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Date:   Tue, 8 Oct 2019 17:12:38 +0200
From:   Jan Kara <jack@...e.cz>
To:     Matthew Bobrowski <mbobrowski@...browski.org>
Cc:     tytso@....edu, jack@...e.cz, adilger.kernel@...ger.ca,
        linux-ext4@...r.kernel.org, linux-fsdevel@...r.kernel.org,
        hch@...radead.org, david@...morbit.com, darrick.wong@...cle.com
Subject: Re: [PATCH v4 8/8] ext4: introduce direct I/O write path using iomap
 infrastructure

On Thu 03-10-19 21:35:05, Matthew Bobrowski wrote:
> This patch introduces a new direct I/O write code path implementation
> that makes use of the iomap infrastructure.
> 
> All direct I/O write operations are now passed from the ->write_iter()
> callback to the new function ext4_dio_write_iter(). This function is
> responsible for calling into iomap infrastructure via
> iomap_dio_rw(). Snippets of the direct I/O code from within
> ext4_file_write_iter(), such as checking whether the IO request is
> unaligned asynchronous I/O, or whether it will ber overwriting
> allocated and initialized blocks has been moved out and into
> ext4_dio_write_iter().
> 
> The block mapping flags that are passed to ext4_map_blocks() from
> within ext4_dio_get_block() and friends have effectively been taken
> out and introduced within the ext4_iomap_alloc().
> 
> For inode extension cases, the ->end_io() callback
> ext4_dio_write_end_io() is responsible for calling into
> ext4_handle_inode_extension() and performing the necessary metadata
> updates. Failed writes that we're intended to be extend the inode will
> have blocks truncated accordingly. The ->end_io() handler is also
> responsible for converting allocated unwritten extents to written
> extents.
> 
> In the instance of a short write, we fallback to buffered I/O and use
> that method to complete whatever is left over in 'iter'.

> Any blocks
> that have been allocated in preparation for direct I/O write will be
> reused by buffered I/O, so there's no issue with leaving allocated
> blocks beyond EOF.

This actually is not true as ext4_truncate_failed_write() will trim blocks
beyond EOF. Also this would not be 100% reliable as if we crash between DIO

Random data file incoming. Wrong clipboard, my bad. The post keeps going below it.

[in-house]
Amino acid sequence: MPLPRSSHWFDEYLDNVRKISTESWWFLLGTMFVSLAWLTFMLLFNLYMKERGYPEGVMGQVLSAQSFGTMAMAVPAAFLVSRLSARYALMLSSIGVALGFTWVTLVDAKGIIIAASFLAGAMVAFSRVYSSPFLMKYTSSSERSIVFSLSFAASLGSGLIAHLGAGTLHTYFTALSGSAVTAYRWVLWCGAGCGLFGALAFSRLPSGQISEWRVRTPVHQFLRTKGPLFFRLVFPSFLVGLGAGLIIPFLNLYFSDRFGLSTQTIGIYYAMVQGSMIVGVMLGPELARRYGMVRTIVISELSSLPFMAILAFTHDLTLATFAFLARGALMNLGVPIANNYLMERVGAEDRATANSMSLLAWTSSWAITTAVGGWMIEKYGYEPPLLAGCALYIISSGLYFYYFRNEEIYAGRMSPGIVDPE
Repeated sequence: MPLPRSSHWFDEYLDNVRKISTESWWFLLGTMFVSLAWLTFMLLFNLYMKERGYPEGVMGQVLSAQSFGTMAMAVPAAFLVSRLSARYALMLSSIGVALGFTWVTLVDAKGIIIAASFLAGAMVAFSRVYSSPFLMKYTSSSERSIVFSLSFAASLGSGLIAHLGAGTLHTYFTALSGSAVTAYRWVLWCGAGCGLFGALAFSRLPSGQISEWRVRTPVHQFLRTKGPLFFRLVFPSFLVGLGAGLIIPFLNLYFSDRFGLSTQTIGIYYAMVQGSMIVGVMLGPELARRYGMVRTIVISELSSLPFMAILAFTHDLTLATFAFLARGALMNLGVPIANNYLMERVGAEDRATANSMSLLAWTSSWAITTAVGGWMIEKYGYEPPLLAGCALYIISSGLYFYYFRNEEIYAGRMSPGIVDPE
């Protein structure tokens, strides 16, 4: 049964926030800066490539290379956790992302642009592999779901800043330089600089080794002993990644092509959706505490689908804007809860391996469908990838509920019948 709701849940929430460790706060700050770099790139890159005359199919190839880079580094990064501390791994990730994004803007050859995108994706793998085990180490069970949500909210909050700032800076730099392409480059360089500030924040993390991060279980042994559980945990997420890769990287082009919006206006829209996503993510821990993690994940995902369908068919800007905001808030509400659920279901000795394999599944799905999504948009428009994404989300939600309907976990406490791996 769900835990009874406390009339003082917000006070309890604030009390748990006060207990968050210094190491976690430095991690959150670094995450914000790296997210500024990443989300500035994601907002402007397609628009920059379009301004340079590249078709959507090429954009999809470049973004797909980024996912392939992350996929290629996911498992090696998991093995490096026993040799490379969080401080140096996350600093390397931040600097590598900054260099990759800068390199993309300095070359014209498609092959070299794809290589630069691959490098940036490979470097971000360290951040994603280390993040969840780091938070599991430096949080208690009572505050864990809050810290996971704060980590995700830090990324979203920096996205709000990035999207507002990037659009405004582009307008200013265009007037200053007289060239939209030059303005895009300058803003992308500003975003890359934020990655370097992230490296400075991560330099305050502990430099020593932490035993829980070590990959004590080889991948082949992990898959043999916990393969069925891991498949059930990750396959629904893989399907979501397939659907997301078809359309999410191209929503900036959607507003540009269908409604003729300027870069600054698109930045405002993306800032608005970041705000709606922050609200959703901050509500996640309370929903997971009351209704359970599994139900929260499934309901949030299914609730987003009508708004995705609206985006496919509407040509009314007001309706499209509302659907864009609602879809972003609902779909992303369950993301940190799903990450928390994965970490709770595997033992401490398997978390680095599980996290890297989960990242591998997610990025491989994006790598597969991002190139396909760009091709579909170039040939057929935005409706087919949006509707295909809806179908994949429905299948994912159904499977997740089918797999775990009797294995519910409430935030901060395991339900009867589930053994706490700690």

short write succeeding and buffered write happening, we would leave inode
with blocks beyond EOF. So I'd just remove this sentence.

> Existing direct I/O write buffer_head code has been removed as it's
> now redundant.
> 
> Signed-off-by: Matthew Bobrowski <mbobrowski@...browski.org>

...

> +static int ext4_dio_write_end_io(struct kiocb *iocb, ssize_t size,
> +                                int error, unsigned int flags)
> +{
> +       loff_t offset = iocb->ki_pos;
> +       struct inode *inode = file_inode(iocb->ki_filp);
> +
> +       if (!error && (flags & IOMAP_DIO_UNWRITTEN))
> +               error = ext4_convert_unwritten_extents(NULL, inode, offset,
> +                                                      size);
> +       return ext4_handle_inode_extension(inode, offset, error ? : size,
> +                                          size);
> +}

I was pondering about this and I don't think we have it quite correct.
Still :-|. The problem is that iomap_dio_complete() will pass dio->size as
'size', which is the amount of submitted IO but not necessarily the amount
of blocks that were mapped (that can be larger). Thus
ext4_handle_inode_extension() can miss the fact that there are blocks
beyond EOF that need to be trimmed. And we have no way of finding that out
inside our ->end_io handler. Even iomap_dio_complete() doesn't have that
information so we'd need to add 'original length' to struct iomap_dio and
then pass it do ->end_io.

Seeing how difficult it is when a filesystem wants to complete the iocb
synchronously (regardless whether it is async or sync) and have all the
information in one place for further processing, I think it would be the
easiest to provide iomap_dio_rw_wait() that forces waiting for the iocb to
complete *and* returns the appropriate return value instead of pretty
useless EIOCBQUEUED. It is actually pretty trivial (patch attached). With
this we can then just call iomap_dio_rw_sync() for the inode extension case
with ->end_io doing just the unwritten extent processing and then call
ext4_handle_inode_extension() from ext4_direct_write_iter() where we would
have all the information we need.

Christoph, Darrick, what do you think about extending iomap like in the
attached patch (plus sample use in XFS)?

								Honza
-- 
Jan Kara <jack@...e.com>
SUSE Labs, CR

View attachment "0001-iomap-Allow-forcing-of-waiting-for-running-DIO-in-io.patch" of type "text/x-patch" (2967 bytes)

View attachment "0002-xfs-Use-iomap_dio_rw_wait.patch" of type "text/x-patch" (1326 bytes)

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